Monday, May 19, 2014

Spring Writing Bootcamp Check-In #12

My first week of Bootcamp went well. I made progress on my goals and completed one! Hooray!

I attended my first meeting with a new writing meetup group. Basically we meet in a lounge at a local university center, there's no shortage of schools around here. After talking and discussing what we're going to be working on that night, we write. Writing with other people, even though we weren't working together or talking, was awesome. I've always had a lot of success writing in public, the presence of other people keeps me focused. This was even better. I spent the hour and a half there revising. I'll definitely be back. The meetings are during the week which I really like as I have a hard time squeezing in writing time after work, catching up with the dog and making dinner. I might squeeze in an hour but, but most weeknights I end up reading on the couch, too tired to think about my own words or what to do with them. That leads me to another goal-

I've put a big dent in Outlander and I'm headed out of town today. I love traveling, particularly all the reading time I get while someone else is in charge of flying, driving, or conducting me to my destination.

Most importantly, since this is a writing bootcamp, I've made it through about a third of my revisions. Don't get too exuberant though, that's only a guesstimate. When I can spend hours on a paragraph, it's tough to judge how long edits will take. A third of what I know needs to be edited has been, but there's always the chance of unforeseen trouble. I would have liked to be further along at this point, but I feel good about where the story is so I'm not going to beat myself up.

May Goals

1. Finish revisions for my YA Retelling Update: About one-third of the way through revisions.
2. Read An Echo in the Bone (Outlander #7) before my library eBook expires on 5/24! Update: I'm on page 500.
3. Read Perks of Being a Wallflower before Book Club on 5/25.
4. Attend at least one Tuesday meeting of my local writer's group Completed on 5/13

Monday, May 12, 2014

My First Spring Writing Bootcamp Check-In

I'm a little late to the party, but I promise to make up for my tardiness with enthusiasm. The YA Buccaneers Spring Bootcamp started in March, and I've just joined with Team Rainier. I'm excited to have such an awesome group of writers holding me accountable for my writing goals.

May Goals

1. Finish revisions for my YA Retelling
2. Read An Echo in the Bone (Outlander #7) before my library eBook expires on 5/24!
3. Read Perks of Being a Wallflower before Book Club on 5/25
4. Attend at least one Tuesday meeting of my local writer's group

That might seem like a lot for just under three weeks especially when you consider the Outlander book is 1,100 pages! Fortunately, I'll be traveling for work and I'll have lots of reading time on the plane. The real crunch will be the revisions. Eek!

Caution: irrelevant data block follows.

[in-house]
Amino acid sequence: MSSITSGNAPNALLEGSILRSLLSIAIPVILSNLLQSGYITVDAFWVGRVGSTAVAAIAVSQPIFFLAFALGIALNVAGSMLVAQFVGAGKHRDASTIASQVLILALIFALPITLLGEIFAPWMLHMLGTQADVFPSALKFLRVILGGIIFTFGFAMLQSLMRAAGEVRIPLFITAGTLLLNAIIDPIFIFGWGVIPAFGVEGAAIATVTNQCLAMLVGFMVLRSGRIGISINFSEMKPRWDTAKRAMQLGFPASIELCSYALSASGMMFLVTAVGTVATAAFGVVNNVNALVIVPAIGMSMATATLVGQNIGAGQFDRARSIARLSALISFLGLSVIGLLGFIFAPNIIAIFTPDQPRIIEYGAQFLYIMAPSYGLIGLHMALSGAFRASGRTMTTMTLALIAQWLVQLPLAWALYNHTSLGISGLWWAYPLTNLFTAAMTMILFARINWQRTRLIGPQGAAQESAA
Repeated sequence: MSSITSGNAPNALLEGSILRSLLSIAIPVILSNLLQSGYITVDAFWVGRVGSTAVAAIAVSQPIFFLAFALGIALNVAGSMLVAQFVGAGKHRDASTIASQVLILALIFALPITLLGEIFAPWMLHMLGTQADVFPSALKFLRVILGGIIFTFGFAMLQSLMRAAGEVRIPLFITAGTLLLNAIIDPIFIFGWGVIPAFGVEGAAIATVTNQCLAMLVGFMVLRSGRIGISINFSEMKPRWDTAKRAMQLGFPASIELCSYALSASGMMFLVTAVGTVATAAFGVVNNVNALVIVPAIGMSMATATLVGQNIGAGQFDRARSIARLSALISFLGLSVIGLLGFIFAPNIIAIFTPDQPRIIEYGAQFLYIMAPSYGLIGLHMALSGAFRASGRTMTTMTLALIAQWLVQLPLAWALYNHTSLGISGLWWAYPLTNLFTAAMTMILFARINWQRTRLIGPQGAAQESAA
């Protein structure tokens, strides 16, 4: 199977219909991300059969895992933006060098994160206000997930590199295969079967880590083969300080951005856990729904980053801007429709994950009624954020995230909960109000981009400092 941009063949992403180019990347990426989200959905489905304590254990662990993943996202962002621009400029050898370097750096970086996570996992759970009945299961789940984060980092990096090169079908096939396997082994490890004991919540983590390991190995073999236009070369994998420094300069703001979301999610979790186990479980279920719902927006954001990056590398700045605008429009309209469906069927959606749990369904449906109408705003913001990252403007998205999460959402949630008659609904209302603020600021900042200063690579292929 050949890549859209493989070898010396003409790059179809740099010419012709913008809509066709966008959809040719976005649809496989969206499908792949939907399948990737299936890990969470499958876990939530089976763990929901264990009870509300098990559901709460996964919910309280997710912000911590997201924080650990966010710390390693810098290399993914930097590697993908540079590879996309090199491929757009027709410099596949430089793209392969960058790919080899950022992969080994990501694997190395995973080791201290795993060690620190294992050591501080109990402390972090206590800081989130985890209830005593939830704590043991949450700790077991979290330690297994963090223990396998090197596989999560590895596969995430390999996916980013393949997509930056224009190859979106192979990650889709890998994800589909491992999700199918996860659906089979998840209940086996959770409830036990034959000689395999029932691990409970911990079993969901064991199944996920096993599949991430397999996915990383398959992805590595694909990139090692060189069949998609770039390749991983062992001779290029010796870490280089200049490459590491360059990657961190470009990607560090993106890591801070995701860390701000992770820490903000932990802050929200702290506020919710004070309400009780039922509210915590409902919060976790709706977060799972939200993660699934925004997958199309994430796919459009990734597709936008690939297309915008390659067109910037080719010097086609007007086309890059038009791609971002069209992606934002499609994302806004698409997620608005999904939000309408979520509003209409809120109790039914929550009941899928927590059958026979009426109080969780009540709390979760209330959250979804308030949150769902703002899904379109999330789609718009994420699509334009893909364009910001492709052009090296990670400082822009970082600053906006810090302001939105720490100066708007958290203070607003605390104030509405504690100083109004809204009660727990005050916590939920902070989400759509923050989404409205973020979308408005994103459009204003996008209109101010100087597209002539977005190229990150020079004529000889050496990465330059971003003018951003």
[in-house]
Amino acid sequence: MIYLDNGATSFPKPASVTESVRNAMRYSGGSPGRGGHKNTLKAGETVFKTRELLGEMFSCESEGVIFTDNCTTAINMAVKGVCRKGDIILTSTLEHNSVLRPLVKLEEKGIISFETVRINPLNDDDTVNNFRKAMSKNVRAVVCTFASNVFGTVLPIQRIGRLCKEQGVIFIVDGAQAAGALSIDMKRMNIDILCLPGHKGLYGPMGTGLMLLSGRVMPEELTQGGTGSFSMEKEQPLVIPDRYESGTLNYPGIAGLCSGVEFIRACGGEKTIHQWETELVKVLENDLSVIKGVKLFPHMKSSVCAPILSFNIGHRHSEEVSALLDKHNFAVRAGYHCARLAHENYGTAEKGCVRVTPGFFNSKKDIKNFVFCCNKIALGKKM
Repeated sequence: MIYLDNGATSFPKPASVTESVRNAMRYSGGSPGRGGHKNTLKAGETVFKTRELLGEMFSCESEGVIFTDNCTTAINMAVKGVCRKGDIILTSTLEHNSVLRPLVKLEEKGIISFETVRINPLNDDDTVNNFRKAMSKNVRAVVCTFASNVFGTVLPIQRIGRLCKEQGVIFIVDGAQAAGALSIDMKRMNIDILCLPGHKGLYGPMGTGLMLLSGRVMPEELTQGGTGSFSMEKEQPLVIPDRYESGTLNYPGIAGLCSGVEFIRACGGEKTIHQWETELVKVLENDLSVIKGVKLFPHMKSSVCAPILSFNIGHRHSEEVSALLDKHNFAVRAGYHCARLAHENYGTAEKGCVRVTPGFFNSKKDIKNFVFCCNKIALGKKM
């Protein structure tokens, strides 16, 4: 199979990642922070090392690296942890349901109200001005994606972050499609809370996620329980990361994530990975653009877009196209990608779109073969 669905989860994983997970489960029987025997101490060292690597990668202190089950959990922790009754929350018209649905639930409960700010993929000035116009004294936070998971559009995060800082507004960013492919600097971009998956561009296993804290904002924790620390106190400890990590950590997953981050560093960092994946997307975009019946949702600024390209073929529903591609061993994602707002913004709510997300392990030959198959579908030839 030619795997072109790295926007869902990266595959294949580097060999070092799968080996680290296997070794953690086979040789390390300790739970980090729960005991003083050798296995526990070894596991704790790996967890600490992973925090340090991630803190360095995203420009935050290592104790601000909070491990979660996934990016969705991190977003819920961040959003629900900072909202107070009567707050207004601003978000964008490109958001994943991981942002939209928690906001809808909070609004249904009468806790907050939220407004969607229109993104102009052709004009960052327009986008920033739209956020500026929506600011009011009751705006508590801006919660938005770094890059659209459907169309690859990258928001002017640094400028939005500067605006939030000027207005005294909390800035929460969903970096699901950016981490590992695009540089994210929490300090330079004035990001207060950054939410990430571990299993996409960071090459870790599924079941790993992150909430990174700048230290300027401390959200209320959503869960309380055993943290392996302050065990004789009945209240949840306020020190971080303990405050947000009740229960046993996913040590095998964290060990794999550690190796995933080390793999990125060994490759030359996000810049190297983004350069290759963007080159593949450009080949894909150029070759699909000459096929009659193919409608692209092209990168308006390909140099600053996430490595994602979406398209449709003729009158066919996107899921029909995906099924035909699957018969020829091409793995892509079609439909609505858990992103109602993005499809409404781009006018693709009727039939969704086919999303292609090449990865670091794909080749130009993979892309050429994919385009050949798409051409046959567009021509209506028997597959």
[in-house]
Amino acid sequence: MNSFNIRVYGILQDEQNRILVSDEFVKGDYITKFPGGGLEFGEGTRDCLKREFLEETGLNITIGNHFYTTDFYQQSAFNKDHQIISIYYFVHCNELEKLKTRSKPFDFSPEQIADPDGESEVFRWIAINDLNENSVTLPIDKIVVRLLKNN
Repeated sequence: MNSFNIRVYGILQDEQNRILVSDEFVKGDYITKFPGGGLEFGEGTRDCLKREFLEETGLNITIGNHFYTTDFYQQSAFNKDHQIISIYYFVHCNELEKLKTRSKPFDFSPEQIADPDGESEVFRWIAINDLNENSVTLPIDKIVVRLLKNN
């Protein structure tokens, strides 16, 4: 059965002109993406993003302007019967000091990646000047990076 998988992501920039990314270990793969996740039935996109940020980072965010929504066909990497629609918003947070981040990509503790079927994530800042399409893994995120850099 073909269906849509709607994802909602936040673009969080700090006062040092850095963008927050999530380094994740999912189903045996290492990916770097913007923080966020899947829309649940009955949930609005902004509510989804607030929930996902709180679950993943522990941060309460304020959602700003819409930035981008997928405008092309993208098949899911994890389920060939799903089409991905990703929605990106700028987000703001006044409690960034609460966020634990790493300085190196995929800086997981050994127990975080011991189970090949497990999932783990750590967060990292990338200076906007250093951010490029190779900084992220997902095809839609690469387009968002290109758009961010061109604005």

Book Report Monday: Monster by David Zeltserman

Author: Dave Zelsterman

Genre: Horror

Synopsis: Friedrich Hoffman, the so-called monster, recounts how he was falsely accused of killing his fiancee, tortured and executed for his 'crime', and awoke hideously deformed on the lab table of Victor Frankenstein. He embarks on a single-minded quest for vengeance; but at what cost to the remnants of his humanity? Intense and chillingly supernatural, Monster depicts nineteenth-century Europe in a blaze of depravity, from inside the mind of the man forever remembered as Frankenstein's creature, in an ingenious tribute to one of literature's greatest works. (from Goodreads)

Why did I pick it up?: A retelling where the original villain is actually the hero, sounds like the Wicked version of Frankenstein. I couldn't pass that up.

My Review: First, let me say I didn't feel that this was scary-Stephen-King-book-in-the-freezer-horror. The character of Victor Frankenstein is creepy and sadistic but the way it was presented by the narrator, in matter-of-fact manner, softened the shock of Frankenstein's actions. Perhaps it was also that Frankenstein is simply a man and as a man is repulsive but I was not frightened of him. So don't be put off by the genre alone. It was a fast read and I enjoyed the story. As something of a Frankenstein nerd myself, I could tell and appreciate that Zelsterman did his research.

When Mary Shelley was writing Frankenstein, it was common practice for men of science to acquire the corpses of condemned criminals. This was preferred over dealing with resurrectionists, men who sold corpses that were at best stolen from their graves and at worst murdered for the profit. Sometimes there would be an autopsy performed before an audience, a horrible fate which was included in the sentencing as an added punishment. It makes perfect sense for Victor Frankenstein to have acquired the brain for his creation from a criminal. It's also possible that the brain would hold on to its former memories.

The story is a plausible alternate telling of Shelley's novel, it achieves this by claiming Victor Frankenstein's account was a lie. Though there is no explanation as to why he would make up such an elaborate tale on his deathbed in the frozen arctic sea. Zeltserman's character is nothing like Mary Shelley's, which was hard for me to accept. This may have been why I wasn't scared of him, I had a hard time believing he could be real.